Thursday, January 17, 2013

Far From Home

California is full of transplants. Many of my friends live far from home. A few have moved back home to be with family. I have not. It has been 12 years since I left Connecticut and my whole family. My mother just left us after visiting for a month and as she left, it was like home left with her. My entire being wanted to collapse and cry. I was driving on the 405 so I did not, but I crumpled and withered inside instead.
It's miserable being far away from my family of origin. As much as they can drive me crazy, they are from whence I came. I love her. I love all of my family, and to be faraway from them seems, at time like the most back-asswards way of living in the world. I can justify it with the golden opportunities we have here, my husband's great job, his family and all our cousins and the short distance to the beach and the snowy mountains. Then of course, there is the weather. The almost endlessly sunny days that lull us into a California coma of "we can do anything" because we can. We can plan a birthday party out doors in January at a park and get away with it. I can justify living here for the pure adventure of it all, but nothing makes being away from your Momma right.

Moments after she left I thought about what she said she wished for me, to "smile more and relax take care of yourself first." My first thought, was we are just different. I am a "doer" and she doesn't get that I just feel better when I am busy. She is more of a go with the flow, mosey along and stop and smell the roses kind of gal. But then I thought about who she was when she was with us. She was of complete service. All she did was ask what she could do for us. She had her times of making art and relaxing on the back patio chatting with her friends, but for the most part, she lives her entire life to make others happy. She helped us by cooking, sweeping, playing with the boys so my husband and I could talk or work, and she made art with our 4 year old to prevent tantrum disasters.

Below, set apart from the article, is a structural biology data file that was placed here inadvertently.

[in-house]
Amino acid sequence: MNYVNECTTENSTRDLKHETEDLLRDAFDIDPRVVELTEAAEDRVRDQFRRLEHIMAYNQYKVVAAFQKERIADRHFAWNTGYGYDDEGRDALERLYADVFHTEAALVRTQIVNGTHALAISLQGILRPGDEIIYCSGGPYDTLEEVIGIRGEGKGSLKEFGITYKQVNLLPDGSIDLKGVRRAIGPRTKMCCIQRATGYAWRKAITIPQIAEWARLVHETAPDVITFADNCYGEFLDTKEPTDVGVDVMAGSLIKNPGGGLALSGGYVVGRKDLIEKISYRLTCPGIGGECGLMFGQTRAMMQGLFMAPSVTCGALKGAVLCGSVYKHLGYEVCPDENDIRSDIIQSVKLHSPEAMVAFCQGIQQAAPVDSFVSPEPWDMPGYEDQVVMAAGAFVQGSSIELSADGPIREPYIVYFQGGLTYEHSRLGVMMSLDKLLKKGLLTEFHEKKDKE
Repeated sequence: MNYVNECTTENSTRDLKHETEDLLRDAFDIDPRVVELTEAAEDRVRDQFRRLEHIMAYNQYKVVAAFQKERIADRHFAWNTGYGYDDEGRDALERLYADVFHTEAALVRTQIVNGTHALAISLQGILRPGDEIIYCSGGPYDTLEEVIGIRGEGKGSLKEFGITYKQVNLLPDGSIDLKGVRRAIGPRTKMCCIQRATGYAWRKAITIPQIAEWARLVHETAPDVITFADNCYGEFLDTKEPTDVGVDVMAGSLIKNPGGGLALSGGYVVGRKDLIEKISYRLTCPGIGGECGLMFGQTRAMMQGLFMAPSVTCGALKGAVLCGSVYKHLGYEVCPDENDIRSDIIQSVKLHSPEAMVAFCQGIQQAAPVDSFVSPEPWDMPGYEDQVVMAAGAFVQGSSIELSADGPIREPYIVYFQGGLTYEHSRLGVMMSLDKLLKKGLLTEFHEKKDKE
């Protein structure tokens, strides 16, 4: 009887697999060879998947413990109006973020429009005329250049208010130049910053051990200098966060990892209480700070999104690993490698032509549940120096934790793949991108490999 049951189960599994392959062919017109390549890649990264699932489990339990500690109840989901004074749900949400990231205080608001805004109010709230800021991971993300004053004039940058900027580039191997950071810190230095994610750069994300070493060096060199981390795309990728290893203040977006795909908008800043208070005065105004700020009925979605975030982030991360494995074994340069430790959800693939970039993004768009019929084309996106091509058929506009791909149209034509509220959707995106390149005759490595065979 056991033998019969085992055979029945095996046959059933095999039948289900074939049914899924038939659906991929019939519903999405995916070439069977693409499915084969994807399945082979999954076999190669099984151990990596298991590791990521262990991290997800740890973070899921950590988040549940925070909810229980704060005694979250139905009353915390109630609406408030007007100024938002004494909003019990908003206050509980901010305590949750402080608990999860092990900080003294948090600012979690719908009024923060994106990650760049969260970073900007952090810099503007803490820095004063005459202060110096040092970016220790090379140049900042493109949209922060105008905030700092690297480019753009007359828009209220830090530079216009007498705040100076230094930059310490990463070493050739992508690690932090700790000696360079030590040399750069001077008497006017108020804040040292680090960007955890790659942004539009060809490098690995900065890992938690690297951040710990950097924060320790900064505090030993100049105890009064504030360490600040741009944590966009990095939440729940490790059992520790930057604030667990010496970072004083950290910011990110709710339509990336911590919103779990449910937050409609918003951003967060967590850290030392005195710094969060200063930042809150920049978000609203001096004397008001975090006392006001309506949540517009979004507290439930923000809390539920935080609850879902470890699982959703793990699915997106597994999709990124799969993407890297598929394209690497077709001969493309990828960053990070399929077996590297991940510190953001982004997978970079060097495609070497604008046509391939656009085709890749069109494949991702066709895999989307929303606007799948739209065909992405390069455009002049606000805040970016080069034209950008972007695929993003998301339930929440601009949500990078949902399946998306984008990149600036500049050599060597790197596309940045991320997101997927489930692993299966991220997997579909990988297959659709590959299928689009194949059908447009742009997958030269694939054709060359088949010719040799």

Meanwhile, I often plunked away on my laptop, writing email after email to plan the national Moms Across America March to Label GMOs. I dashed about, volunteering, prepping for den meetings and hopping on calls with national leaders. The urgency to "get things done" was fed by the knowledge that I had a loving and free child care helper and I had better get done what I could, while I could.
After she left, I missed her and instead of wishing she would be any other way other than how she is (like for her to stop encouraging me to slow down and relax), I realized that the difference between her and I was zero. Although she was not working regularly to better her nation or the world, like I am obsessed to do, she is of total service to her family. And that is no less important. She gives of herself more fully and generously than anyone I know.

I cried to myself and a friend that I asked to commiserate with me, because I realized that on many days, I took advantage of her being here rather than taking advantage of being with her.

My mother's visit often seems like an opportunity for me to relax just a little bit in my motherly mom will often make breakfast for my kids while I sleep in just a half hour later, or wash the dishes while I talk to my husband alone after dinner or work on the Moms March after the kids get home from school because I know my Mom will play with them. But after she leaves I am filled with regret for not taking the opportunity to relax and just be with her.

My friend acknowledged my feelings and then gave me the freedom I as looking for from the heaviness I felt. She reminded me my sorrow came from my vast love for my mother. It is a breakdown for me that I was a brat to my mother even once while she was here. It is painful for me to be away from her. That is a miracle of love. My sorrow became my access to relief. I am grateful to have that love for my mother and be present to the contribution she is to us all...even for a month or a day out of the year...far from home.

Zen Honeycutt

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